2
(
30

25
)
(
20

25
)
(
35

25
)
(
15

25
)
2

Test Statistic
25
25
25
25

=1+1+4+4
= 10
8

Example: Finger Lakes Homes (A)

Multinomial Distribution Goodness of Fit Test


Rejection Rule
With = .05 and
k-1=4-1=3
degrees of freedom

Do Not Reject H0

Reject H0
7.81

Example: Finger Lakes Homes (A)

Multinomial Distribution Goodness of Fit Test


Conclusion
2 = 10 > 7.81, so we reject the assumption
there is
no home style preference, at the .05 level
of
significance.

10

Test of Independence: Contingency Tables


1. Set up the null and alternative hypotheses.
2. Select a random sample and record the
observed
frequency, fij , for each cell of the contingency
table.
(Row
i Total )(Column
j Total e
) ij , for each
3. Compute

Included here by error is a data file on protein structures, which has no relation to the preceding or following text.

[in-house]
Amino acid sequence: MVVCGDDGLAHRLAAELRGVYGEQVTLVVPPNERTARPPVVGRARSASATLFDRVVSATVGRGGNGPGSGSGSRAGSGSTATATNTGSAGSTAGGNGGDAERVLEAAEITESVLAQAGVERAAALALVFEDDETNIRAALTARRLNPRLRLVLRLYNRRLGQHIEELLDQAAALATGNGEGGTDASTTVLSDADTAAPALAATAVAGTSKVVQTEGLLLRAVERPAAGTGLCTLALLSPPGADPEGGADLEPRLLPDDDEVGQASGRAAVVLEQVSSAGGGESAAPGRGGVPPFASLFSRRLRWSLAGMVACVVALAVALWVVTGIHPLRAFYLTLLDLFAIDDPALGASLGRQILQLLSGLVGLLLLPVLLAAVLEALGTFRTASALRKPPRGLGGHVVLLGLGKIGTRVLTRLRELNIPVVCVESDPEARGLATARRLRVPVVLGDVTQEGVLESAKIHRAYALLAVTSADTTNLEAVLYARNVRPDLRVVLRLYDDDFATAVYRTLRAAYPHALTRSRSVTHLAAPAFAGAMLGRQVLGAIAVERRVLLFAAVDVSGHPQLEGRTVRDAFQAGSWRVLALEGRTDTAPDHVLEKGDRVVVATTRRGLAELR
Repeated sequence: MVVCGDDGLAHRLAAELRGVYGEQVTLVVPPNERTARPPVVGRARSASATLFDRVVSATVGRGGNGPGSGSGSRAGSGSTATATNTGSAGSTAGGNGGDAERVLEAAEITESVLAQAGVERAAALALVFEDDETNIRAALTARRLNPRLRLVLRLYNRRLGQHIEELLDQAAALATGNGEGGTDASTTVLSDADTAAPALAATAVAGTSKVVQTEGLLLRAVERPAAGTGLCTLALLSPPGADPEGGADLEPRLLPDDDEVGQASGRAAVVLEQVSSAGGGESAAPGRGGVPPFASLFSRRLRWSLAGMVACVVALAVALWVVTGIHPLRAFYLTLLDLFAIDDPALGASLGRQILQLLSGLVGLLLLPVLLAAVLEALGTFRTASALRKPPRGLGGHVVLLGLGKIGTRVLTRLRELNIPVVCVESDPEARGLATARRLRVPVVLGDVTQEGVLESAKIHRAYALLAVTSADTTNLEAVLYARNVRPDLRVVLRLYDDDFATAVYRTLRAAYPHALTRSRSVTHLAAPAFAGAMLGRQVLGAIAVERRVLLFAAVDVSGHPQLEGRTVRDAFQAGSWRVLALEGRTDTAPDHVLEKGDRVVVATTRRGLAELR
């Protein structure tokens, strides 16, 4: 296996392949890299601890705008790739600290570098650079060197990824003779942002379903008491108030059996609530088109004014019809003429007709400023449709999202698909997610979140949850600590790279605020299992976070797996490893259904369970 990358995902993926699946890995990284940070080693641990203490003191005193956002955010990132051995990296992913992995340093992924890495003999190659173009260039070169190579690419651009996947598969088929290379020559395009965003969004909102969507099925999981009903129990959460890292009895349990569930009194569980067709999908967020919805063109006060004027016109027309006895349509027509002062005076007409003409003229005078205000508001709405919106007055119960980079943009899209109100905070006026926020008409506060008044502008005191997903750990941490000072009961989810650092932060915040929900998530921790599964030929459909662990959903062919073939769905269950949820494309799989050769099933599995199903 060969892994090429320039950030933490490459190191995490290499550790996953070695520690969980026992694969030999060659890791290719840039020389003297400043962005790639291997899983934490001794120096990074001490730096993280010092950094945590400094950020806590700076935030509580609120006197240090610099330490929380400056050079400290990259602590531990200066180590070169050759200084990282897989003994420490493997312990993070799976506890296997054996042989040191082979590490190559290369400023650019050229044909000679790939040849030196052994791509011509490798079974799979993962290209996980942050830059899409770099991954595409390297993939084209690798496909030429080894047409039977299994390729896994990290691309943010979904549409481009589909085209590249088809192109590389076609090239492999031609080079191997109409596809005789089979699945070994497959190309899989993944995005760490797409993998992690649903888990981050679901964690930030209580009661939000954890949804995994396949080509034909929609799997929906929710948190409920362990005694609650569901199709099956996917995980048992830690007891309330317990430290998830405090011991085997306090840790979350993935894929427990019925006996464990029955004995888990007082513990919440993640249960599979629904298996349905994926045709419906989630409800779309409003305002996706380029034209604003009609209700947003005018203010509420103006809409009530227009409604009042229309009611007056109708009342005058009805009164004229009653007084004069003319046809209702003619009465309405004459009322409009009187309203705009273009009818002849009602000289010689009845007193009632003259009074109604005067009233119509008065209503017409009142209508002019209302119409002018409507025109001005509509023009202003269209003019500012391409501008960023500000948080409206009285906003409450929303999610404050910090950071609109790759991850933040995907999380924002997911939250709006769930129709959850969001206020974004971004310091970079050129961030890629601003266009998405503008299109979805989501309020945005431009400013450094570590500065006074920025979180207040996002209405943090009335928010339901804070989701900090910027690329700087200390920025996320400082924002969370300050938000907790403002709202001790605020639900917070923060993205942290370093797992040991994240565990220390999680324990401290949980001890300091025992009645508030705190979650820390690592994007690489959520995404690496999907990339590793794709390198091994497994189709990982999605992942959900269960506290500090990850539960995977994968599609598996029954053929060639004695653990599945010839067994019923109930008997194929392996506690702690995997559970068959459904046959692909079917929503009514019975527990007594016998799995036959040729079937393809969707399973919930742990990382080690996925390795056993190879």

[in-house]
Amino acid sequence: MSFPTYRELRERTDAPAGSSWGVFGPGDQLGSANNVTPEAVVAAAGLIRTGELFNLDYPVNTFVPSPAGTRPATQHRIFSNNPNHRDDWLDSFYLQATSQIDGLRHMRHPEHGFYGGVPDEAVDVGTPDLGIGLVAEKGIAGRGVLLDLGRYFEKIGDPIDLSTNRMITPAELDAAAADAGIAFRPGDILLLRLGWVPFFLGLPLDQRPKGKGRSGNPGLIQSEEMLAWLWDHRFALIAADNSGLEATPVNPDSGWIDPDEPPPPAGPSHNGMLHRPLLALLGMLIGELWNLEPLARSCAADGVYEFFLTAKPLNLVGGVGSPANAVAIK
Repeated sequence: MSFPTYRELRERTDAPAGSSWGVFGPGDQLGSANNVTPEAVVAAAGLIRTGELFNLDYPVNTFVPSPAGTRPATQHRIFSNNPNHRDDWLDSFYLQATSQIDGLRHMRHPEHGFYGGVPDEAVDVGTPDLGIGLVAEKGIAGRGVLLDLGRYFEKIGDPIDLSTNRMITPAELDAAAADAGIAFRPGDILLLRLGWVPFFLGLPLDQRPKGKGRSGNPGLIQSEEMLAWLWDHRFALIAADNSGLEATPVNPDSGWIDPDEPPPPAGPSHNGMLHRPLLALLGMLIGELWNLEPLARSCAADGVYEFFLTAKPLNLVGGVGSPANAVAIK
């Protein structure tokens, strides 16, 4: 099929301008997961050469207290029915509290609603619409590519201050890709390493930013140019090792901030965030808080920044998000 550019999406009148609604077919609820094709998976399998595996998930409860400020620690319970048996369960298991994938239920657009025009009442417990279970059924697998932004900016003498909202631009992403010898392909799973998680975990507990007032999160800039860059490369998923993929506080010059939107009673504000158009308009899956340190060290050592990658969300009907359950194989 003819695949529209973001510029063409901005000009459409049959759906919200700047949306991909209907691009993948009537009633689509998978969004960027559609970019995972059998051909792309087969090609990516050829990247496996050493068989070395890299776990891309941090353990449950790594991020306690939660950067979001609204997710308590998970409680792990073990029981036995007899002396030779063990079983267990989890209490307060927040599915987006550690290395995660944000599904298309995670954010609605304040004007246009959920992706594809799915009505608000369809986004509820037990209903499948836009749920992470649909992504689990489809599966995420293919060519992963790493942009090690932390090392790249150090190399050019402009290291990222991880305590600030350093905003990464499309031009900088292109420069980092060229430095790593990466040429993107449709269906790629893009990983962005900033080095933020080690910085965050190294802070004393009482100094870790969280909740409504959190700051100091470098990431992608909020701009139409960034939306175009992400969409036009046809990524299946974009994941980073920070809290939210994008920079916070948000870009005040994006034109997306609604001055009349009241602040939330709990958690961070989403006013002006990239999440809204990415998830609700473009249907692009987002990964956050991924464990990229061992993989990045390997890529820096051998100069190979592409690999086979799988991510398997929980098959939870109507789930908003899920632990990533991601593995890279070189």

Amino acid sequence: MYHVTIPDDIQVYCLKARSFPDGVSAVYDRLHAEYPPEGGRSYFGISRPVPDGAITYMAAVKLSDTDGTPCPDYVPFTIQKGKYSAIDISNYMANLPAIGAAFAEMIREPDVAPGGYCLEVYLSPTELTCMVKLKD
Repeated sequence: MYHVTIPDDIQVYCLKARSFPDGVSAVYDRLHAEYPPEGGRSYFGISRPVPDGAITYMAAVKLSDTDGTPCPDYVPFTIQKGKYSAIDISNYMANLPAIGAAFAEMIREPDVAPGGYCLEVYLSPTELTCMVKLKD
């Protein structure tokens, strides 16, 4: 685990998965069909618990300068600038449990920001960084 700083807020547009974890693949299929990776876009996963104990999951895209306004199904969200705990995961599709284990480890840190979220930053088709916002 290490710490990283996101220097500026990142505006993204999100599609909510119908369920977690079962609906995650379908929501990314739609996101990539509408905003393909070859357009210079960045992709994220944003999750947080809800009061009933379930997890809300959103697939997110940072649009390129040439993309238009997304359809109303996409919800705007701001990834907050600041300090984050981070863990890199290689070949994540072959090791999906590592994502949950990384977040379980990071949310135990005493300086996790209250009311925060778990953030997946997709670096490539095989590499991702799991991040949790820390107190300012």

the
expected
frequency,
eij
Sample Size
cell.

11

Test of Independence: Contingency Tables


4. Compute the test statistic.

2
i

( f ij eij ) 2
eij

5. Reject H0 if
(where is the
2 2
significance level and with n rows and m
columns there are
(n - 1)(m - 1) degrees of freedom).

12

Example: Finger Lakes Homes (B)

Contingency Table (Independence) Test


Each home sold can be classified according
to price and to style. Finger Lakes Homes
manager would like to determine if the price of
the home and the style of the home are
independent variables.
The number of homes sold for each model
and price for the past two years is shown
below. For convenience, the price of the home
is listed as either $65,000 or less or more than
$65,000.
Price
Colonial
A-Frame
< $65,000
18
12

Ranch
6

Split-Level
19
13

Example: Finger Lakes Homes (B)

Contingency Table (Independence) Test


Hypotheses
H0: Price of the home is independent of the
style
of the home that is purchased
Ha: Price of the home is not independent of
the
style of the home that is purchased
Expected Frequencies

Price Colonial Ranch Split-Level A-Frame


Total
< $99K
18
6
19
12
55
> $99K
12
14
16
14

Example: Finger Lakes Homes (B)

Contingency Table (Independence) Test


Test Statistic
2
2
2
(
18

16
.
5
)
(
6

11
)
(
3

6
.
75
)
2

...
16. 5
11
6. 75